THE HAGUE (Reuters) -The World Court will hear Russia's objections to its jurisdiction in a genocide case brought by Ukraine in hearings starting on Sept. 18, the International Court of Justice (ICJ) said on Tuesday.
Ukraine filed a case with the ICJ shortly after Russia's invasion began on Feb. 24, 2022, which accused Moscow of falsely applying genocide law to justify the attack.
In a preliminary decision in the case in March last year the court ordered Russia to cease military actions in Ukraine immediately.
The rulings of the ICJ, also known as the World Court, are binding but it has no direct means of enforcing them.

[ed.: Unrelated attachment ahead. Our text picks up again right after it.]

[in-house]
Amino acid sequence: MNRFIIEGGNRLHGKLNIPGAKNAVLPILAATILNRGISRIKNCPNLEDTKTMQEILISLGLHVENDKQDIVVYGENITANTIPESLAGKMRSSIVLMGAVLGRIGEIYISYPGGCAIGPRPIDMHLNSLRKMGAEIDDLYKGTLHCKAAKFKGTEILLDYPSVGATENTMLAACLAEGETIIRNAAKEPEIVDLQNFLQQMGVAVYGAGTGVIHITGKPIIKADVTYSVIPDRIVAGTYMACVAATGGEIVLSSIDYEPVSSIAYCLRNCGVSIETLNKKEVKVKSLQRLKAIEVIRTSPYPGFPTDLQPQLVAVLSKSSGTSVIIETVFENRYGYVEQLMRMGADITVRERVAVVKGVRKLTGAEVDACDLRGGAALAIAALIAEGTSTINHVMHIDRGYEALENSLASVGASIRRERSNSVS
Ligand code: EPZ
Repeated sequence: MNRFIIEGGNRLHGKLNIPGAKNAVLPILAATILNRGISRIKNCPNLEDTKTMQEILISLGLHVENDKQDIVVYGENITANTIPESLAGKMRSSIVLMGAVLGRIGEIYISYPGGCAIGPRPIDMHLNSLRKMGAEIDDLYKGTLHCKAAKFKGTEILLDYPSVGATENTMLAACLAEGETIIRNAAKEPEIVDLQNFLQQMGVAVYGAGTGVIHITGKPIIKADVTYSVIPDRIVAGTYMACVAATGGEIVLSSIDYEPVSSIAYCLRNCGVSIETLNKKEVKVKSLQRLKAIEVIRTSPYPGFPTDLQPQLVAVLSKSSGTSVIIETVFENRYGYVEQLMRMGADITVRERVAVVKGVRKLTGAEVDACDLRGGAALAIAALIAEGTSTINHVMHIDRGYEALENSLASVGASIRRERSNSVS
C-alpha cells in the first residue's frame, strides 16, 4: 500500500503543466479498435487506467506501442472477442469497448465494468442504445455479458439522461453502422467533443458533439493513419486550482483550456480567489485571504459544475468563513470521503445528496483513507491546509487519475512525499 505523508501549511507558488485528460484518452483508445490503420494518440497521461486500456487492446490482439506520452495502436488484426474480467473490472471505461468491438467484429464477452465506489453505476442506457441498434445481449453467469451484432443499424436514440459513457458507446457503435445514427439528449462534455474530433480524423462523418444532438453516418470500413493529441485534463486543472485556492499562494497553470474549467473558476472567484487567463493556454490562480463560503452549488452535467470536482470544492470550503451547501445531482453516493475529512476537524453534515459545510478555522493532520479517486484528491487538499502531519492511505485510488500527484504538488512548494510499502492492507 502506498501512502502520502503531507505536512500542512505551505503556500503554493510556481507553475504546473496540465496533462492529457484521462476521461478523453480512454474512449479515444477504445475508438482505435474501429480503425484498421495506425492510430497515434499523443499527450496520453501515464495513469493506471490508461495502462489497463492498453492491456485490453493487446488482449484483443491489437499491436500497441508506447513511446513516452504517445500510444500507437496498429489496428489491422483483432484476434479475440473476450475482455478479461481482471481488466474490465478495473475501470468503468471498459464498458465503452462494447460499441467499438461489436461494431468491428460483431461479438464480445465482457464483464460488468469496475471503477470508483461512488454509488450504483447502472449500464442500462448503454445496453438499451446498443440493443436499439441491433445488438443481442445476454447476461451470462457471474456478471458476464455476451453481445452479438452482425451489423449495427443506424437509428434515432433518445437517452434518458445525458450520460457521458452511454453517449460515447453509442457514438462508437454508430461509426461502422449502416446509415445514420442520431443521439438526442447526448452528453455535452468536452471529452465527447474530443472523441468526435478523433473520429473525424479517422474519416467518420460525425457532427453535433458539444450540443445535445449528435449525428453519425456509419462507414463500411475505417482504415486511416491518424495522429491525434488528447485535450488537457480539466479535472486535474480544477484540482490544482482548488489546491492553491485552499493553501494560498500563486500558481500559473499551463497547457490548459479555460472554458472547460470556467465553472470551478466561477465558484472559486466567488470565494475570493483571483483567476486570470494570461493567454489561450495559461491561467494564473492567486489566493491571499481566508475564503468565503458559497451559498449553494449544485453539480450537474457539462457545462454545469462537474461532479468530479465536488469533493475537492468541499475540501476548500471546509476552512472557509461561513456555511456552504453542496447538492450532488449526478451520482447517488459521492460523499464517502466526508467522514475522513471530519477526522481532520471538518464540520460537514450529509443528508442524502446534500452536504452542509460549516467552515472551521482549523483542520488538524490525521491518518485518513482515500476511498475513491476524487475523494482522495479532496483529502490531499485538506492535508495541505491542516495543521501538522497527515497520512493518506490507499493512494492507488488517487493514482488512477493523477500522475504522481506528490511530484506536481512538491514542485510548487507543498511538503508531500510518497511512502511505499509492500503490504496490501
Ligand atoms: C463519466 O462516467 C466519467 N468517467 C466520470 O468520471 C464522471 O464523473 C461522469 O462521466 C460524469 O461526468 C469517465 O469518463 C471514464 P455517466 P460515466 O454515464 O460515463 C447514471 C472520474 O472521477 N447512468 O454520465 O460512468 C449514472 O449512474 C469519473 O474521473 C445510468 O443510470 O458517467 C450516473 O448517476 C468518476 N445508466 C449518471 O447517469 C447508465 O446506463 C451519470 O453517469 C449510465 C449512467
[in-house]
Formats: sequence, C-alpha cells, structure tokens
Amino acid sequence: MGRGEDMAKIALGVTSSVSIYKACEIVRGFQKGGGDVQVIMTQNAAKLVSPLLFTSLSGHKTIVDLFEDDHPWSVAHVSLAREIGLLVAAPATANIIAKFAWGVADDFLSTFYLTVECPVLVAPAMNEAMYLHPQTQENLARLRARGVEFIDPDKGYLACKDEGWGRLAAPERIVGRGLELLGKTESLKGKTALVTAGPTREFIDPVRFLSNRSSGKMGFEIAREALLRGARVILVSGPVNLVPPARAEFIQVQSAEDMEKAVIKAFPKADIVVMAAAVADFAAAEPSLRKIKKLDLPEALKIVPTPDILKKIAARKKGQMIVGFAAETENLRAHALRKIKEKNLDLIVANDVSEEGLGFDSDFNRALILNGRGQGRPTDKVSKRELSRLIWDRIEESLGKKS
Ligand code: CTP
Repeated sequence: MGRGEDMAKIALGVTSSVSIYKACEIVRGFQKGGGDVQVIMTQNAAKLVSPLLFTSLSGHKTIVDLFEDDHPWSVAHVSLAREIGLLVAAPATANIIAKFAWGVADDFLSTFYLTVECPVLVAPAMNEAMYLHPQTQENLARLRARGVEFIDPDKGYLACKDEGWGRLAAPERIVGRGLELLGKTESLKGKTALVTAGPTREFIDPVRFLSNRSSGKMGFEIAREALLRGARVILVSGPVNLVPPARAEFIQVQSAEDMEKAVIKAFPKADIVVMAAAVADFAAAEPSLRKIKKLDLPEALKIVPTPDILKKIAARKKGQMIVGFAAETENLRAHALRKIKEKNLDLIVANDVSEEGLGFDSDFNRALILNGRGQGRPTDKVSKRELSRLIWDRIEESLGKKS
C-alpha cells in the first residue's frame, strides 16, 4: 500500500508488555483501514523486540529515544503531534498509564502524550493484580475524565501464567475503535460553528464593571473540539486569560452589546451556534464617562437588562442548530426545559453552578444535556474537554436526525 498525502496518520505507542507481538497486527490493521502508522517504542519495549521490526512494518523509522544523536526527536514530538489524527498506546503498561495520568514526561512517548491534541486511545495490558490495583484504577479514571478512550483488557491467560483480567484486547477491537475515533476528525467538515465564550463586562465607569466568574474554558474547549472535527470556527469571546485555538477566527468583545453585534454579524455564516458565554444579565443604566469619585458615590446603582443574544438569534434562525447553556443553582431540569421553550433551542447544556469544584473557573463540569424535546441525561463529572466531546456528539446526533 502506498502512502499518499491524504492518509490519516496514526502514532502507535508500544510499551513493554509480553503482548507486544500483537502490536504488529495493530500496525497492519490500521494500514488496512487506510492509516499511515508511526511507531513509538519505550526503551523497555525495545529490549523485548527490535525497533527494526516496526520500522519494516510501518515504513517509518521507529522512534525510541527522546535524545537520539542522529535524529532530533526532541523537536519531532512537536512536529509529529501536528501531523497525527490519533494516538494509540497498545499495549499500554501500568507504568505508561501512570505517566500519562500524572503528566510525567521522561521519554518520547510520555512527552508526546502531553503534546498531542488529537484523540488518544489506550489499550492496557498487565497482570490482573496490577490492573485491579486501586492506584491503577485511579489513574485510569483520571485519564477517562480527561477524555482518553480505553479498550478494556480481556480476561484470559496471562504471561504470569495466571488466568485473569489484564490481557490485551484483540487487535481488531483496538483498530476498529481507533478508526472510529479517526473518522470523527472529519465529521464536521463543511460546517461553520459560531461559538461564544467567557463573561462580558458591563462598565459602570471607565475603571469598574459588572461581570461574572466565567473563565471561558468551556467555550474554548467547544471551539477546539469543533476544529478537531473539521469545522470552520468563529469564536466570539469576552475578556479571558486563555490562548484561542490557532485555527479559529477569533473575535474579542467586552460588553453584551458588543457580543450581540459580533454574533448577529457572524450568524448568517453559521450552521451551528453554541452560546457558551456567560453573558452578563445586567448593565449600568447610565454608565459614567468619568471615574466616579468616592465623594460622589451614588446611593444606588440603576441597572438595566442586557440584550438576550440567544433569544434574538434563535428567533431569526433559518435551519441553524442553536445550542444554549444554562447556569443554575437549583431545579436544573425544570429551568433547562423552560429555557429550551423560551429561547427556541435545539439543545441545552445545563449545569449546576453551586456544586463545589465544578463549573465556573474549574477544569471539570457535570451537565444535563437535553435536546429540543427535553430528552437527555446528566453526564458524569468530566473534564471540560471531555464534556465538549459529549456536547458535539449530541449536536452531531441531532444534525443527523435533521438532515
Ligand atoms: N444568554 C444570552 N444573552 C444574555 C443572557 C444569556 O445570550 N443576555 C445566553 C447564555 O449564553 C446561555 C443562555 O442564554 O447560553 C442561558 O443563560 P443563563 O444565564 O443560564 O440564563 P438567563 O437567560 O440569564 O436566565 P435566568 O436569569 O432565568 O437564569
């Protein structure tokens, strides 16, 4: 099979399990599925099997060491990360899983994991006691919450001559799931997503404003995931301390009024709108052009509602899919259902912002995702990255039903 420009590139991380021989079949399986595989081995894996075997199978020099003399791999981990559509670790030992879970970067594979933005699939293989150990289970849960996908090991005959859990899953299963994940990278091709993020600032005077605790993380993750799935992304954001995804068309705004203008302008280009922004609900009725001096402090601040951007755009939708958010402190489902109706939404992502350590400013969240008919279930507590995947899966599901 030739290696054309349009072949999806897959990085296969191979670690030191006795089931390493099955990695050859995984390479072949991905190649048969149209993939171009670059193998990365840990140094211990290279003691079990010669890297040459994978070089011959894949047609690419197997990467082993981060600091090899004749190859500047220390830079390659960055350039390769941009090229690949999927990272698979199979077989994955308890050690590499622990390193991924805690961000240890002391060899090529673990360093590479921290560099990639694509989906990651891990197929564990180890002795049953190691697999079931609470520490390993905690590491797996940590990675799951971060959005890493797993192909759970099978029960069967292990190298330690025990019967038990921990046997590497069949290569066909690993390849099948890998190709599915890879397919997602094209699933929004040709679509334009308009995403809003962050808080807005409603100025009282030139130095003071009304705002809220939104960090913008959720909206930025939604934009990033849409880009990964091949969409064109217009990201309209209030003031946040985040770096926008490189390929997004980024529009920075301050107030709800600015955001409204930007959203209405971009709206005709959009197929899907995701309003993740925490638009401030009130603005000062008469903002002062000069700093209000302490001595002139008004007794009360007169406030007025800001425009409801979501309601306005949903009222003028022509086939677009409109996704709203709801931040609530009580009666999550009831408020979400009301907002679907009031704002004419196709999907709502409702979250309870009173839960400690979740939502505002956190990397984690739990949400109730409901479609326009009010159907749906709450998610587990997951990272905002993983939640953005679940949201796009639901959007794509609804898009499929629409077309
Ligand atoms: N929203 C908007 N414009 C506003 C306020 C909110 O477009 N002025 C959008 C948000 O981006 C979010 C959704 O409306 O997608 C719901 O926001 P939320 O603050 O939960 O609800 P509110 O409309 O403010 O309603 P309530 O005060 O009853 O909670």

The hearings on jurisdiction will start on Monday Sept. 18 with submissions from Russia and a response from Ukraine the following day.
Besides Russia and Ukraine, 32 other nations including a majority of European Union member states, Britain, Canada and Australia will give their views on the case in the hearings which wrap up Sept. 27.
Previously Russia had suggested its action in Ukraine - what it calls a "special military operation" - was justified because it was aimed at preventing a genocide in Eastern Ukraine.
Kyiv at the hearings last year said there was no threat of genocide in Eastern Ukraine, and the United Nations' 1948 Genocide Convention, which both countries have signed, does not allow an invasion to prevent one.
Russia has said the court has no jurisdiction in the case because the genocide convention, which forms the basis for Ukraine's claim, does not regulate the use of force between states.
(Reporting by Stephanie van den Berg, Editing by Angus MacSwan)